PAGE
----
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Friday news round-up

Hobbit first edition up for auction

A signed first edition of Tolkien's book, complete with black and white sketches by the author, will go under the hammer at London's Bonhams auction house in March. It's estimated the book could draw bids of up to $US70,000. This article, published in The Age, notes that over 100 million copies of the Hobbit have been sold, with "the US Library Association declaring the novel to be the most significant children's book of the century".


West Virginia Record calls John Grisham a hypocrite

On tour with his latest book, The Appeal, Grisham has apparently spent much airtime slagging of West VA for alleged high court corruption. The Record fights back in this article that claims Grisham isn't one to throw stones:

Grisham continues to defend convicted judge-briber and ex-Scruggs associate Paul Minor, sentenced last October to eleven years in prison. Once president of the Mississippi Trial Lawyers Association, Minor was found guilty of a range of charges, including racketeering and bribery of two judges presiding over his cases.

Grisham's Flat Earth Society analysis: "I never saw what the crime was."

When it comes to trial lawyers, especially ones he likes, he can't see well at all.


James Patterson is the UK's most borrowed author

No shock there, really. This article tells us that Patterson's works were borrowed from UK libraries in the vicinity of 1.5 million times in one year. He is the UK's most popular author, while At Risk by Patricia Cornwell is the most popular book. Ugh. Re:Print readers are well-aware I'm a reformed Patterson fan. So, I find it hard to stomach the rate at which folks lap up his mini-chapter pomposities. I was once like you, Great Britain! If I grew out of it, so can you!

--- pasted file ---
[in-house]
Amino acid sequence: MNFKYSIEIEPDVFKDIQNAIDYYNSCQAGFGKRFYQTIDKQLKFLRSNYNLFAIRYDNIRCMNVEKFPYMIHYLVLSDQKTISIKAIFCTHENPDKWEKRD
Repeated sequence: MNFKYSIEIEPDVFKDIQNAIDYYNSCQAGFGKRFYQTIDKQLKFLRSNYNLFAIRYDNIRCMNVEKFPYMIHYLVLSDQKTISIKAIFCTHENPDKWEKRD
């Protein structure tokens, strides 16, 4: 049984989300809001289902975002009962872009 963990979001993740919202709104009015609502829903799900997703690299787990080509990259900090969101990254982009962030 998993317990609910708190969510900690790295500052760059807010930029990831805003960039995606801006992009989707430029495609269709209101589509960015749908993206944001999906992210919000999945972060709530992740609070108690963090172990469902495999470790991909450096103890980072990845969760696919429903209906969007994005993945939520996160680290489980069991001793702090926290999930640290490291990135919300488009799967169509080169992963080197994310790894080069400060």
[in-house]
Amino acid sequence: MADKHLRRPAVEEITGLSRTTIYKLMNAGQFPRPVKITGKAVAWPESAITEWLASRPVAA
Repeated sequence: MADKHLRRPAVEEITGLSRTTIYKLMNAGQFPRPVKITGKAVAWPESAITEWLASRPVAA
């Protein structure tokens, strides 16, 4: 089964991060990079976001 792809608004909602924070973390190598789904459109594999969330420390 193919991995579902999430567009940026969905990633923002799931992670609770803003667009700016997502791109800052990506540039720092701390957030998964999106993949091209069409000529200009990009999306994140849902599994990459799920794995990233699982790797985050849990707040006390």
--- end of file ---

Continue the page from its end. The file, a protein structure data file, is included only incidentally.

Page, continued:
Man attempts to mail gun parts inside books

Seattle Police, so says this article in the Seattle Post-Intelligencer, are hunting a man who attempted to mail gun parts to France hidden inside books:

Searching the books, officers found a disassembled Beretta handgun, three loaded magazines and two boxes of 9mm ammunition hidden in hollowed copies of Richard Tarnas' "Cosmos and Psyche," Isaac Asimov's "Chronology of the World" and a communications text.

Read further and the whole things sounds like a Bond film in the making. Apparently the sender was an elderly man with liver spots on his face and a slight French accent.


Art exhibit showcases unloved books

I love this story. The Birmingham Free Press reports on an art exhibition featuring sculptures and other works created using the remains of branch-room library books, those old, unloved tomes no-one has borrowed in too long a time. Cut, pasted, bent, and burned, the books have been refashioned to give them new, the article says, "a second life". The exhibition, titled "Un-shelved: An Altered Book Project" features 60 pieces and is on show at the Birmingham Bloomfield Art Center and the Cranbrook Art Academy's student gallery.

When some pictures are available, Re:Print will take a closer look at this one.

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